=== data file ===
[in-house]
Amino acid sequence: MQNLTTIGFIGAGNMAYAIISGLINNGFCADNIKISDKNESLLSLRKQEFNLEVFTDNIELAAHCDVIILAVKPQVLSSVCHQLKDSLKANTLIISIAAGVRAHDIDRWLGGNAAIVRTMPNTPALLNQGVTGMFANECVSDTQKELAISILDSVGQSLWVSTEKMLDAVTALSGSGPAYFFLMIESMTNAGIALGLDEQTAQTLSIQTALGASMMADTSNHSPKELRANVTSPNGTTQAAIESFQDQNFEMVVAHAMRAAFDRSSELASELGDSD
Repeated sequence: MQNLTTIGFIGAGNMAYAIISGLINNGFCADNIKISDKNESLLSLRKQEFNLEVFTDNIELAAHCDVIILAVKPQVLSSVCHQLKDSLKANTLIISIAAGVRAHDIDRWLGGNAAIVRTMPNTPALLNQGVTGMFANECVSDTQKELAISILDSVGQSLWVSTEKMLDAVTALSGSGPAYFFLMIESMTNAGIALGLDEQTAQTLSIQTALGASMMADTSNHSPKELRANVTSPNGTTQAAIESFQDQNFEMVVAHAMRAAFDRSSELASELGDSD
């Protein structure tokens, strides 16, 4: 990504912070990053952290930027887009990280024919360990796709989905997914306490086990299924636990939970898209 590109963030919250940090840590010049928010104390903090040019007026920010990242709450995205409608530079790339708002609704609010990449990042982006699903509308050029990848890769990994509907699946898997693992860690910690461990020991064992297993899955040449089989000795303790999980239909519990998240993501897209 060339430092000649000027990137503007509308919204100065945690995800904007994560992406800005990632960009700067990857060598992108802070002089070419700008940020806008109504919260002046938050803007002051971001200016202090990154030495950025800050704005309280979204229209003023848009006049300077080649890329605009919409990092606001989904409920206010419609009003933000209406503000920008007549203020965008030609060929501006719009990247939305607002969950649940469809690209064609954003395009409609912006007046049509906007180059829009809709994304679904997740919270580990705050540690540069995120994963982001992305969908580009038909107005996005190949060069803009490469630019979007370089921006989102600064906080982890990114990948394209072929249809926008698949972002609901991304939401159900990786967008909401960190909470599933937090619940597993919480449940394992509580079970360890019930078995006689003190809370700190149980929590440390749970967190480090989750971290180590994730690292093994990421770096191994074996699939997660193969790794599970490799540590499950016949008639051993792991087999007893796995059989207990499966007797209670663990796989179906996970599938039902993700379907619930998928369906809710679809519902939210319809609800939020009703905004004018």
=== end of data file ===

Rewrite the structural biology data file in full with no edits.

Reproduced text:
[in-house]
Amino acid sequence: MQNLTTIGFIGAGNMAYAIISGLINNGFCADNIKISDKNESLLSLRKQEFNLEVFTDNIELAAHCDVIILAVKPQVLSSVCHQLKDSLKANTLIISIAAGVRAHDIDRWLGGNAAIVRTMPNTPALLNQGVTGMFANECVSDTQKELAISILDSVGQSLWVSTEKMLDAVTALSGSGPAYFFLMIESMTNAGIALGLDEQTAQTLSIQTALGASMMADTSNHSPKELRANVTSPNGTTQAAIESFQDQNFEMVVAHAMRAAFDRSSELASELGDSD
Repeated sequence: MQNLTTIGFIGAGNMAYAIISGLINNGFCADNIKISDKNESLLSLRKQEFNLEVFTDNIELAAHCDVIILAVKPQVLSSVCHQLKDSLKANTLIISIAAGVRAHDIDRWLGGNAAIVRTMPNTPALLNQGVTGMFANECVSDTQKELAISILDSVGQSLWVSTEKMLDAVTALSGSGPAYFFLMIESMTNAGIALGLDEQTAQTLSIQTALGASMMADTSNHSPKELRANVTSPNGTTQAAIESFQDQNFEMVVAHAMRAAFDRSSELASELGDSD
């Protein structure tokens, strides 16, 4: 990504912070990053952290930027887009990280024919360990796709989905997914306490086990299924636990939970898209 590109963030919250940090840590010049928010104390903090040019007026920010990242709450995205409608530079790339708002609704609010990449990042982006699903509308050029990848890769990994509907699946898997693992860690910690461990020991064992297993899955040449089989000795303790999980239909519990998240993501897209 060339430092000649000027990137503007509308919204100065945690995800904007994560992406800005990632960009700067990857060598992108802070002089070419700008940020806008109504919260002046938050803007002051971001200016202090990154030495950025800050704005309280979204229209003023848009006049300077080649890329605009919409990092606001989904409920206010419609009003933000209406503000920008007549203020965008030609060929501006719009990247939305607002969950649940469809690209064609954003395009409609912006007046049509906007180059829009809709994304679904997740919270580990705050540690540069995120994963982001992305969908580009038909107005996005190949060069803009490469630019979007370089921006989102600064906080982890990114990948394209072929249809926008698949972002609901991304939401159900990786967008909401960190909470599933937090619940597993919480449940394992509580079970360890019930078995006689003190809370700190149980929590440390749970967190480090989750971290180590994730690292093994990421770096191994074996699939997660193969790794599970490799540590499950016949008639051993792991087999007893796995059989207990499966007797209670663990796989179906996970599938039902993700379907619930998928369906809710679809519902939210319809609800939020009703905004004018």